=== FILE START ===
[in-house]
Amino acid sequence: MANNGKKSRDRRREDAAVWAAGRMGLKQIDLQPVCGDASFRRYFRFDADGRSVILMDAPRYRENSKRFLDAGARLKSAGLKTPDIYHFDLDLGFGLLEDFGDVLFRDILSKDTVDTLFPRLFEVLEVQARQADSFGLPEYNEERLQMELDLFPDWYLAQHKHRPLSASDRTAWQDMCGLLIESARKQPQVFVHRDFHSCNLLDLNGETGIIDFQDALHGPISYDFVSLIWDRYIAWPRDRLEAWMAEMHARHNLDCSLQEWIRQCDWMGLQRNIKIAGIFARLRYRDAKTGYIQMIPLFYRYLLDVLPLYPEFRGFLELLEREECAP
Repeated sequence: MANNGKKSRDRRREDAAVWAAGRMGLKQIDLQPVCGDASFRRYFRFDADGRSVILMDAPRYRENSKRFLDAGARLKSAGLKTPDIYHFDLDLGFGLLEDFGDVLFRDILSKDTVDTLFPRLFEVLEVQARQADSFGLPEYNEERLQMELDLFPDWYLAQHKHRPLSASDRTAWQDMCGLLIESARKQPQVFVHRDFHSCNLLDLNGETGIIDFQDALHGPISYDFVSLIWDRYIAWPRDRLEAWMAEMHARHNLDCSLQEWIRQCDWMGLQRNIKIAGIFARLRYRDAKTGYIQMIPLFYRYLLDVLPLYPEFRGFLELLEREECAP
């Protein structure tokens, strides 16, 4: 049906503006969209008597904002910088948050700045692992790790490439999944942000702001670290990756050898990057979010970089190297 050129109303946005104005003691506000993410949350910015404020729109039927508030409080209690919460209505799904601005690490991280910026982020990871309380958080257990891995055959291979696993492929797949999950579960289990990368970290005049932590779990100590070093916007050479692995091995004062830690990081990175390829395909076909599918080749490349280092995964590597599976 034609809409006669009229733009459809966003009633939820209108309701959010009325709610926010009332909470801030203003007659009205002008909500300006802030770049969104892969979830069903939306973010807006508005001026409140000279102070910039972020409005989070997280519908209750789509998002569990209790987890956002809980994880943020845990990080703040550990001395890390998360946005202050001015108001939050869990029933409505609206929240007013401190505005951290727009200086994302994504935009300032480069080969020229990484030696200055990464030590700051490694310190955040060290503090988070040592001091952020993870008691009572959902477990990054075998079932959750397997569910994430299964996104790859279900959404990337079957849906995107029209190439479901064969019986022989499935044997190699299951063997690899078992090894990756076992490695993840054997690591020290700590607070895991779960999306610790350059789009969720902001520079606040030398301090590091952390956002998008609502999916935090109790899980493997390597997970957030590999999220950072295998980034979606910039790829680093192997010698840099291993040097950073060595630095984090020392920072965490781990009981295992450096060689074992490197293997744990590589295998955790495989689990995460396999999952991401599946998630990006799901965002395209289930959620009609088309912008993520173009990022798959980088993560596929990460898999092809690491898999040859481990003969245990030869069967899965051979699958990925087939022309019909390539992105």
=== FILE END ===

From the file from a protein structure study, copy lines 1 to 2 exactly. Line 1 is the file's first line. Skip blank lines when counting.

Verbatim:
[in-house]
Amino acid sequence: MANNGKKSRDRRREDAAVWAAGRMGLKQIDLQPVCGDASFRRYFRFDADGRSVILMDAPRYRENSKRFLDAGARLKSAGLKTPDIYHFDLDLGFGLLEDFGDVLFRDILSKDTVDTLFPRLFEVLEVQARQADSFGLPEYNEERLQMELDLFPDWYLAQHKHRPLSASDRTAWQDMCGLLIESARKQPQVFVHRDFHSCNLLDLNGETGIIDFQDALHGPISYDFVSLIWDRYIAWPRDRLEAWMAEMHARHNLDCSLQEWIRQCDWMGLQRNIKIAGIFARLRYRDAKTGYIQMIPLFYRYLLDVLPLYPEFRGFLELLEREECAP